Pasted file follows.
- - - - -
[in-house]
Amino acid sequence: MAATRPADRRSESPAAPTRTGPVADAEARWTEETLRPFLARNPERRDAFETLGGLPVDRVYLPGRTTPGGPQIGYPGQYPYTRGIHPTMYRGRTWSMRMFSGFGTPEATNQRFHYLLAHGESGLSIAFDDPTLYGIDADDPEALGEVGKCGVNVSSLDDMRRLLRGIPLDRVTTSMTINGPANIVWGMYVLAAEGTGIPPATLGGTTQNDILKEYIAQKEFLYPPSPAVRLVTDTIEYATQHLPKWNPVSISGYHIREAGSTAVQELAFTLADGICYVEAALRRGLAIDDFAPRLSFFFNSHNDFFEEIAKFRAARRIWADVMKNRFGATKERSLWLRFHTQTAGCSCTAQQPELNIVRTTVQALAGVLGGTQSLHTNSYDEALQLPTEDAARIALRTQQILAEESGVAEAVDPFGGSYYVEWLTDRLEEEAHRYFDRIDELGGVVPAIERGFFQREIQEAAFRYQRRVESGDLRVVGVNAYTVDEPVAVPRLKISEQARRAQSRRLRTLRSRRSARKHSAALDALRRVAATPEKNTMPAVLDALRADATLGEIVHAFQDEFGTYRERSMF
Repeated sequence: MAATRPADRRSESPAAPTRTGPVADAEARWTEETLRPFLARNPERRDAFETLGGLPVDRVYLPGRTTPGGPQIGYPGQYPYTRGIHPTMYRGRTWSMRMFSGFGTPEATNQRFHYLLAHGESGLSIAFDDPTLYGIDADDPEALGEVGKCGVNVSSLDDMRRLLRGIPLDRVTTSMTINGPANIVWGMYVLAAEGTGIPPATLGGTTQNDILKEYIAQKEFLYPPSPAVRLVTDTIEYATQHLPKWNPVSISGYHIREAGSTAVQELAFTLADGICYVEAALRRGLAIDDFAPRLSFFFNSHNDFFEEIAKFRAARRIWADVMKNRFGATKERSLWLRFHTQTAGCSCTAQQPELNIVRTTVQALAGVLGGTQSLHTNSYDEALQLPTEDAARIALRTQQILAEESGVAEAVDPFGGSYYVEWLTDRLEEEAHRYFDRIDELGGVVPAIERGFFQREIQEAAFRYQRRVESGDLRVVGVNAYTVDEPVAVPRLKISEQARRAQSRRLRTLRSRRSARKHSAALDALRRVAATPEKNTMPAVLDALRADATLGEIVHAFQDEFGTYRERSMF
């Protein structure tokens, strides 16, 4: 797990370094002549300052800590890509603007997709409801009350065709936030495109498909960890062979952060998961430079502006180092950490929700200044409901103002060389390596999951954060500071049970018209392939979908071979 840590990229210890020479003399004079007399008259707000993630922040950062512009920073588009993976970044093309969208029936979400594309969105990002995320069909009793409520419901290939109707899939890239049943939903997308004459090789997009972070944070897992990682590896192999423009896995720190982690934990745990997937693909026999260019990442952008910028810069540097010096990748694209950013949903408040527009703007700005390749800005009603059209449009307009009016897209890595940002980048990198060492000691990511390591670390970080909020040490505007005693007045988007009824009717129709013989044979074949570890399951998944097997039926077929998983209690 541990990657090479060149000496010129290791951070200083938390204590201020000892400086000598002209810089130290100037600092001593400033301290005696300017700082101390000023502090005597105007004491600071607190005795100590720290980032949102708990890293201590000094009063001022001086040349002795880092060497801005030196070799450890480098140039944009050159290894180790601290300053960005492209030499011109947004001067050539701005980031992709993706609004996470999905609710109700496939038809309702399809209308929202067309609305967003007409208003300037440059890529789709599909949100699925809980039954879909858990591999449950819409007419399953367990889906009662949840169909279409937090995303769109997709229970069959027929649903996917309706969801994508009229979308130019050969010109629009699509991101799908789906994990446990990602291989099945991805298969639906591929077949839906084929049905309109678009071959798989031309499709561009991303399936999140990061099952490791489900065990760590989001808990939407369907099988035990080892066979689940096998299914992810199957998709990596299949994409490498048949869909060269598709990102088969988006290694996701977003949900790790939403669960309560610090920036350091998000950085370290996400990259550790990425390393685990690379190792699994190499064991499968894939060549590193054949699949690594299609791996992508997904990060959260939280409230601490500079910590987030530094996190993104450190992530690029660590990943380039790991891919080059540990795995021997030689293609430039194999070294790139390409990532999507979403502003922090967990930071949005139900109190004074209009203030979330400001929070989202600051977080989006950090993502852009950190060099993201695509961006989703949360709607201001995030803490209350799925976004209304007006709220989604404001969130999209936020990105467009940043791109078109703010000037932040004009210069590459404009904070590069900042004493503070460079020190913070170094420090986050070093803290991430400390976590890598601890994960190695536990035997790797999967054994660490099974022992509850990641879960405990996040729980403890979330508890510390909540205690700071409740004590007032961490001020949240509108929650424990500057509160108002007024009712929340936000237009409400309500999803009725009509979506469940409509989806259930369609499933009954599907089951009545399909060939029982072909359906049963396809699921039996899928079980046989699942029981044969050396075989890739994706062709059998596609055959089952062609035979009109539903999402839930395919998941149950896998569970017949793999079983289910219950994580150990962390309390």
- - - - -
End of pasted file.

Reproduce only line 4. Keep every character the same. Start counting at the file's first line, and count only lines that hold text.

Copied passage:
């Protein structure tokens, strides 16, 4: 797990370094002549300052800590890509603007997709409801009350065709936030495109498909960890062979952060998961430079502006180092950490929700200044409901103002060389390596999951954060500071049970018209392939979908071979 840590990229210890020479003399004079007399008259707000993630922040950062512009920073588009993976970044093309969208029936979400594309969105990002995320069909009793409520419901290939109707899939890239049943939903997308004459090789997009972070944070897992990682590896192999423009896995720190982690934990745990997937693909026999260019990442952008910028810069540097010096990748694209950013949903408040527009703007700005390749800005009603059209449009307009009016897209890595940002980048990198060492000691990511390591670390970080909020040490505007005693007045988007009824009717129709013989044979074949570890399951998944097997039926077929998983209690 541990990657090479060149000496010129290791951070200083938390204590201020000892400086000598002209810089130290100037600092001593400033301290005696300017700082101390000023502090005597105007004491600071607190005795100590720290980032949102708990890293201590000094009063001022001086040349002795880092060497801005030196070799450890480098140039944009050159290894180790601290300053960005492209030499011109947004001067050539701005980031992709993706609004996470999905609710109700496939038809309702399809209308929202067309609305967003007409208003300037440059890529789709599909949100699925809980039954879909858990591999449950819409007419399953367990889906009662949840169909279409937090995303769109997709229970069959027929649903996917309706969801994508009229979308130019050969010109629009699509991101799908789906994990446990990602291989099945991805298969639906591929077949839906084929049905309109678009071959798989031309499709561009991303399936999140990061099952490791489900065990760590989001808990939407369907099988035990080892066979689940096998299914992810199957998709990596299949994409490498048949869909060269598709990102088969988006290694996701977003949900790790939403669960309560610090920036350091998000950085370290996400990259550790990425390393685990690379190792699994190499064991499968894939060549590193054949699949690594299609791996992508997904990060959260939280409230601490500079910590987030530094996190993104450190992530690029660590990943380039790991891919080059540990795995021997030689293609430039194999070294790139390409990532999507979403502003922090967990930071949005139900109190004074209009203030979330400001929070989202600051977080989006950090993502852009950190060099993201695509961006989703949360709607201001995030803490209350799925976004209304007006709220989604404001969130999209936020990105467009940043791109078109703010000037932040004009210069590459404009904070590069900042004493503070460079020190913070170094420090986050070093803290991430400390976590890598601890994960190695536990035997790797999967054994660490099974022992509850990641879960405990996040729980403890979330508890510390909540205690700071409740004590007032961490001020949240509108929650424990500057509160108002007024009712929340936000237009409400309500999803009725009509979506469940409509989806259930369609499933009954599907089951009545399909060939029982072909359906049963396809699921039996899928079980046989699942029981044969050396075989890739994706062709059998596609055959089952062609035979009109539903999402839930395919998941149950896998569970017949793999079983289910219950994580150990962390309390």